Playwright Chris Bush morphs the reckless, superficial Johann Faust into a complex, morally intriguing Johanna Faust. The ambitious play provides a glimpse into the Age of the Enlightenment; through the eyes of the fairer sex.

"Faustus: That Damned Woman" was co-produced by Headlong and the Lyric Hammersmith Theatre, in association with Birmingham Repertory Theatre. On Tuesday 28th January I saw the classical myth reimagined, directed by Caroline Byrne. Jodie McNee brings Faustus to life whilst Danny Lee Wynter depicts the darkly humoured Mephistopheles. Barnaby Power, Emanuella Cole, Katherine Carlton, Alicia Charles and Tim Samuels all skilfully multi-role.

We follow our low-class protagonist as she operates devoid of Christianity and in the outskirts of society. The play starts in the 17th century, where we witness Johanna’s mother hanged under false accusations of witchcraft. The deeply troubled daughter strikes a deal with the Devil to avenge her mother’s wrongful death and warrants 144 years of life. She possesses the power to move through time, but never go back.

As for the performance itself, all the characters were believable and heartfelt. Johanna’s despair and loneliness as she progressed through time, with only Lucifer’s helper as a lasting companion, was palpable. However, there was one point at which a slap looked very artificial, raising some (most likely unwanted) teetering laughter at an otherwise sombre moment. Despite this blunder, a few well-timed moments of humour were successfully interjected. When questioned about her relationship with the demon Mephistopheles, Johanna responds with the anachronism “it's complicated”. Such quips arose at unexpected times, such as, “Oh, if you knew the lives, we women lead/You’d understand the Devil is a catch”. The sardonic humour was cheeky and refreshing.

Other aspects, however, felt rushed and unfocused. Somehow our feminist hero goes from dining with Marie Curie to dressing up in a tacky 80’s power suit only to break the fourth wall and interact with the audience. The contrast may have felt less jarring and unnatural if Line Bech’s costume design had been more consistent. Mephistopheles’ camp makeup and jewellery were well-executed, and Isobel’s distressed attire suited her. The Devil, however, was extremely underdressed and aspects of Johanna’s future clothes were also underwhelming. On the other hand, I felt Ana Inés Jabares-Pita’s set design was appropriate and intricately detailed without being over the top.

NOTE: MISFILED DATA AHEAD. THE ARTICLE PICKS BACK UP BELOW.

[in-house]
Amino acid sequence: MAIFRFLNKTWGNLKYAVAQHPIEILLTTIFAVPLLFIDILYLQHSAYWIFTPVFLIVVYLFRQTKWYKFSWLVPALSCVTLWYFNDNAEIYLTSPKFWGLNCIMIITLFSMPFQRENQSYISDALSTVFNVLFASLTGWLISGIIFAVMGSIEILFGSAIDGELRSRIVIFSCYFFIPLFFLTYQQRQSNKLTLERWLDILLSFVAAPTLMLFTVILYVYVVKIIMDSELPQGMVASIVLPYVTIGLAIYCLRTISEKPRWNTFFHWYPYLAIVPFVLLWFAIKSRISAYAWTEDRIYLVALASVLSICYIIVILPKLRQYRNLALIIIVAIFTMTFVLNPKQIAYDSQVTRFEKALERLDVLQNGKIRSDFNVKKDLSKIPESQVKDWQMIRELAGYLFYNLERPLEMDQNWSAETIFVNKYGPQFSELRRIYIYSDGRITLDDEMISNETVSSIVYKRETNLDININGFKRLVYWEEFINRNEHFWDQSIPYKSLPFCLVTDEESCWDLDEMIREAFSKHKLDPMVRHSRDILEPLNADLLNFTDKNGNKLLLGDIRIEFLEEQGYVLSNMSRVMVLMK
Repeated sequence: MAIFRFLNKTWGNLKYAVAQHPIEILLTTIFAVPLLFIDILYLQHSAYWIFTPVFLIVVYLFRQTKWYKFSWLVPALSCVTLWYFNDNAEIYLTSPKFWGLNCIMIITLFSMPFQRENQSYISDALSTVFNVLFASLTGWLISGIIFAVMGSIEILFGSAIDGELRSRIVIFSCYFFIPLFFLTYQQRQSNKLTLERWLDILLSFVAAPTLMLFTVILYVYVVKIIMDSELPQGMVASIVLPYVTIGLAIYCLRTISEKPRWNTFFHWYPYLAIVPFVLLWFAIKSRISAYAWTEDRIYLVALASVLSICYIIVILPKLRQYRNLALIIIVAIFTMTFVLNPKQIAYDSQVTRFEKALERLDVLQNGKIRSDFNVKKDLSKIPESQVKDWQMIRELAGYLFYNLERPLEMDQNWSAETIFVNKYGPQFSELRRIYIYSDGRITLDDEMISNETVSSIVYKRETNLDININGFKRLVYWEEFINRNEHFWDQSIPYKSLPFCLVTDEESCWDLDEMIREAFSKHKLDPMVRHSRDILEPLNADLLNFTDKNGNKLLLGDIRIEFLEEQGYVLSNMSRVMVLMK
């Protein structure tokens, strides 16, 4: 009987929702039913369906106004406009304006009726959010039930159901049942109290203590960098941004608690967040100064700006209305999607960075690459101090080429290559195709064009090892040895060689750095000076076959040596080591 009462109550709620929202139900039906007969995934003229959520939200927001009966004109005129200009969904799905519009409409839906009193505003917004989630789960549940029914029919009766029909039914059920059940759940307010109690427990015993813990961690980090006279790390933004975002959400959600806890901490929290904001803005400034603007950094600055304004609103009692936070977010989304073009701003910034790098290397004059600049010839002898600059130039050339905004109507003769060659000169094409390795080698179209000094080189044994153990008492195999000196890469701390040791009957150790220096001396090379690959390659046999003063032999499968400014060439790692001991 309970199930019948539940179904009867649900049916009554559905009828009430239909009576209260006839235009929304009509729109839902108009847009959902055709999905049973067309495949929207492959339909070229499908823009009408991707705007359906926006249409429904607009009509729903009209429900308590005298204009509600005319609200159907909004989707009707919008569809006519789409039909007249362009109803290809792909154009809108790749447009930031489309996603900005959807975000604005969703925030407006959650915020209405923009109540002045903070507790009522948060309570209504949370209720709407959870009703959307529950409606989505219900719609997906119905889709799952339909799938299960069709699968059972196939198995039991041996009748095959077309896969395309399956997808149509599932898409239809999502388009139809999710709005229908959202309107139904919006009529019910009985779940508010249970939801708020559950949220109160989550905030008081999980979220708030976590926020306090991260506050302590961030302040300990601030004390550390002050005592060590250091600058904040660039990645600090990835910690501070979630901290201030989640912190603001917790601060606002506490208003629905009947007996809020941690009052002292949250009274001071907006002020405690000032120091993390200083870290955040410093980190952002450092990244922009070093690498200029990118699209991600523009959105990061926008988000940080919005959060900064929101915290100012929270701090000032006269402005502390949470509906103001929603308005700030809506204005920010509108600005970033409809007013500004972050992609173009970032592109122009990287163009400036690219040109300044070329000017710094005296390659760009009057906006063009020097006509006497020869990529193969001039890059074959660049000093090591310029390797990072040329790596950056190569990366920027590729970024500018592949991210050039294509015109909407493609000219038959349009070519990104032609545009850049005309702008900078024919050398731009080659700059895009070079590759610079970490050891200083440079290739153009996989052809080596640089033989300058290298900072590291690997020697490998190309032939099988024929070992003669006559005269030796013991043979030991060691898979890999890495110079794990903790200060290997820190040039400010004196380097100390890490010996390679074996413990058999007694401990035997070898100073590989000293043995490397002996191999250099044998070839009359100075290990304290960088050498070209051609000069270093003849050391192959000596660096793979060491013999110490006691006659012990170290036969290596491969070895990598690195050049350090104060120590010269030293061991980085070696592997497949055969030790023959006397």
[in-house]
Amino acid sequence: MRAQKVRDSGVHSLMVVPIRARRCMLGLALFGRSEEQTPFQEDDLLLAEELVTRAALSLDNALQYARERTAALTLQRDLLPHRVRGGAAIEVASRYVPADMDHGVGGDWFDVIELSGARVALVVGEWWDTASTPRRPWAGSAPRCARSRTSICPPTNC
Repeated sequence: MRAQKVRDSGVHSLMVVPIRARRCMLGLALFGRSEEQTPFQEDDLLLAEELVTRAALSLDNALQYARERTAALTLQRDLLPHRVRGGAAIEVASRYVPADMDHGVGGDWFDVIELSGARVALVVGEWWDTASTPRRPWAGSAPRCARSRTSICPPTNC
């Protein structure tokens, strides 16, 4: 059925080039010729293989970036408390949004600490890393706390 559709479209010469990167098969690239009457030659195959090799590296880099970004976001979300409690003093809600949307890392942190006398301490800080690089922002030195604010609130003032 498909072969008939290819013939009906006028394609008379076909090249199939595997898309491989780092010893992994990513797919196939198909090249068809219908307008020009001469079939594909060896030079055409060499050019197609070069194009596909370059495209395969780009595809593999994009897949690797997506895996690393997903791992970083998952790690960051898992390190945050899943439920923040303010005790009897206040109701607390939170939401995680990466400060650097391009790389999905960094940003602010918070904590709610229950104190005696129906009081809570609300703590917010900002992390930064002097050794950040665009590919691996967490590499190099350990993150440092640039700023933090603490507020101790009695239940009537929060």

Overall, the ambition of the script is admirable and makes for a nice evening out. Its commentary on socio-economic power struggles for women is poignant and relevant. I appreciated its slight homage to those who were wrongfully accused of witchcraft, which is subtle but not undetectable. Shreya Ghimere said “I like how [Johanna] managed to do what she wanted to do and go where she wanted to go. Mephistopheles, who helps someone as evil as Satan, still has a heart and cares for her. I wasn’t too happy about the ending. It felt like she wasn’t content with all she had accomplished. However, it was a different experience and I enjoyed it.” I would recommend it to anyone interested in history, the social sciences or alternate realities.

By Gaazal Dhungana